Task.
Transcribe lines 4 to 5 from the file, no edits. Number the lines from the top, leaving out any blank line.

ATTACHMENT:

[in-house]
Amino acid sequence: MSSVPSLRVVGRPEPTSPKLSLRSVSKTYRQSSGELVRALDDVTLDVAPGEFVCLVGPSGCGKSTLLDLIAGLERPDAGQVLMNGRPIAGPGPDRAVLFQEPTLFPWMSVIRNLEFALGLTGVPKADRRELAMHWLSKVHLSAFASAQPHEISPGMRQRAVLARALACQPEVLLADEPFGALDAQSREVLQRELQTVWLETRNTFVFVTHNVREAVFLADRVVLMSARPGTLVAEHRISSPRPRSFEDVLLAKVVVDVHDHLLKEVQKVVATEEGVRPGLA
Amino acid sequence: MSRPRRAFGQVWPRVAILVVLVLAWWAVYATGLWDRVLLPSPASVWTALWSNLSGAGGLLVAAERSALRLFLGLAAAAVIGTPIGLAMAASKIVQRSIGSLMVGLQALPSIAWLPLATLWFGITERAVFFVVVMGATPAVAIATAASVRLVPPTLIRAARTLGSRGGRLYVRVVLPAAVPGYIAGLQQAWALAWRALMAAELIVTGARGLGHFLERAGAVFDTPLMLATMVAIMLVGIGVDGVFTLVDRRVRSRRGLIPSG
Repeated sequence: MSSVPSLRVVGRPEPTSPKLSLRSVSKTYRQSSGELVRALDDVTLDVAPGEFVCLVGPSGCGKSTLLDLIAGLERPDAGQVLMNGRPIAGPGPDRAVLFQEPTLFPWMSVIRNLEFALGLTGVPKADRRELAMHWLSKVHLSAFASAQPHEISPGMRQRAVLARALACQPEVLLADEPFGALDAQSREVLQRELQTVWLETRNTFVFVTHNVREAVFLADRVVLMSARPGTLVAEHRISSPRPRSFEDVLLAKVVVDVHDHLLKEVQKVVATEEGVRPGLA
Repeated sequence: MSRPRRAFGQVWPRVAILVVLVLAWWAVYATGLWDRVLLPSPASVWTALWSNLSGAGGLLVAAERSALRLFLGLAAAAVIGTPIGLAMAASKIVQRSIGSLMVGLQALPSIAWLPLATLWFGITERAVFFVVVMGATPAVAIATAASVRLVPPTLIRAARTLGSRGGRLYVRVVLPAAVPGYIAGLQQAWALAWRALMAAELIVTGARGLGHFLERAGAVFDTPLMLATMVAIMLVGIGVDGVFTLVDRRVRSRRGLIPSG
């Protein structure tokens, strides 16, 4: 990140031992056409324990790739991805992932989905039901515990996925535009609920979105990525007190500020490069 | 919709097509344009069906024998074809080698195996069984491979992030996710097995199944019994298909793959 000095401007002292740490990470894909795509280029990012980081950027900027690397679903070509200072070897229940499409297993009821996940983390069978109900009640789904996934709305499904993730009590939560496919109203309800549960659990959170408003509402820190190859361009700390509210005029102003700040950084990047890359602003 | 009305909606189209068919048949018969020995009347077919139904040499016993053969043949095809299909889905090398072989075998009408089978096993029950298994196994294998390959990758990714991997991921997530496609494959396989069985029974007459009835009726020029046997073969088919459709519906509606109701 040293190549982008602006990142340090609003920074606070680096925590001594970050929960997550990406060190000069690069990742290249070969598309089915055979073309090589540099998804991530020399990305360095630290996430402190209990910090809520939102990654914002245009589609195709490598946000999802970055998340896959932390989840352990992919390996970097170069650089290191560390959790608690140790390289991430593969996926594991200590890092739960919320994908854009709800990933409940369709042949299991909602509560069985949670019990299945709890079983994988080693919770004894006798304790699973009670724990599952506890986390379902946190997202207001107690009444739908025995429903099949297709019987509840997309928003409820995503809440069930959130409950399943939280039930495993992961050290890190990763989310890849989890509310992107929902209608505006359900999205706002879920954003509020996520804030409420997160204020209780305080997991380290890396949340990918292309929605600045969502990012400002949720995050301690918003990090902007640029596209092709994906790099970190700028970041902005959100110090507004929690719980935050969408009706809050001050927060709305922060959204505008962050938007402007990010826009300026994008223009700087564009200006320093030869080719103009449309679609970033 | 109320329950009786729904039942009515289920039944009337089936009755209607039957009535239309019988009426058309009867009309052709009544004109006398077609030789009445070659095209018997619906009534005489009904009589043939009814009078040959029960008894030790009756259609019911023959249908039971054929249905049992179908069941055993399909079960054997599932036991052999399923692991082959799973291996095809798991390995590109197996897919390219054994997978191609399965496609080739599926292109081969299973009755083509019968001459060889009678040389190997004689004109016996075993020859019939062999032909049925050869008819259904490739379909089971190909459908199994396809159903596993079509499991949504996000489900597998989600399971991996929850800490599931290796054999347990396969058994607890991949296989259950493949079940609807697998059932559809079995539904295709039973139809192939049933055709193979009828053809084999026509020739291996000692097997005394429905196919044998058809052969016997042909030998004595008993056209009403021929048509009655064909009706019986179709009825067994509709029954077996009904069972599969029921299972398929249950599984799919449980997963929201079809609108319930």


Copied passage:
Repeated sequence: MSSVPSLRVVGRPEPTSPKLSLRSVSKTYRQSSGELVRALDDVTLDVAPGEFVCLVGPSGCGKSTLLDLIAGLERPDAGQVLMNGRPIAGPGPDRAVLFQEPTLFPWMSVIRNLEFALGLTGVPKADRRELAMHWLSKVHLSAFASAQPHEISPGMRQRAVLARALACQPEVLLADEPFGALDAQSREVLQRELQTVWLETRNTFVFVTHNVREAVFLADRVVLMSARPGTLVAEHRISSPRPRSFEDVLLAKVVVDVHDHLLKEVQKVVATEEGVRPGLA
Repeated sequence: MSRPRRAFGQVWPRVAILVVLVLAWWAVYATGLWDRVLLPSPASVWTALWSNLSGAGGLLVAAERSALRLFLGLAAAAVIGTPIGLAMAASKIVQRSIGSLMVGLQALPSIAWLPLATLWFGITERAVFFVVVMGATPAVAIATAASVRLVPPTLIRAARTLGSRGGRLYVRVVLPAAVPGYIAGLQQAWALAWRALMAAELIVTGARGLGHFLERAGAVFDTPLMLATMVAIMLVGIGVDGVFTLVDRRVRSRRGLIPSG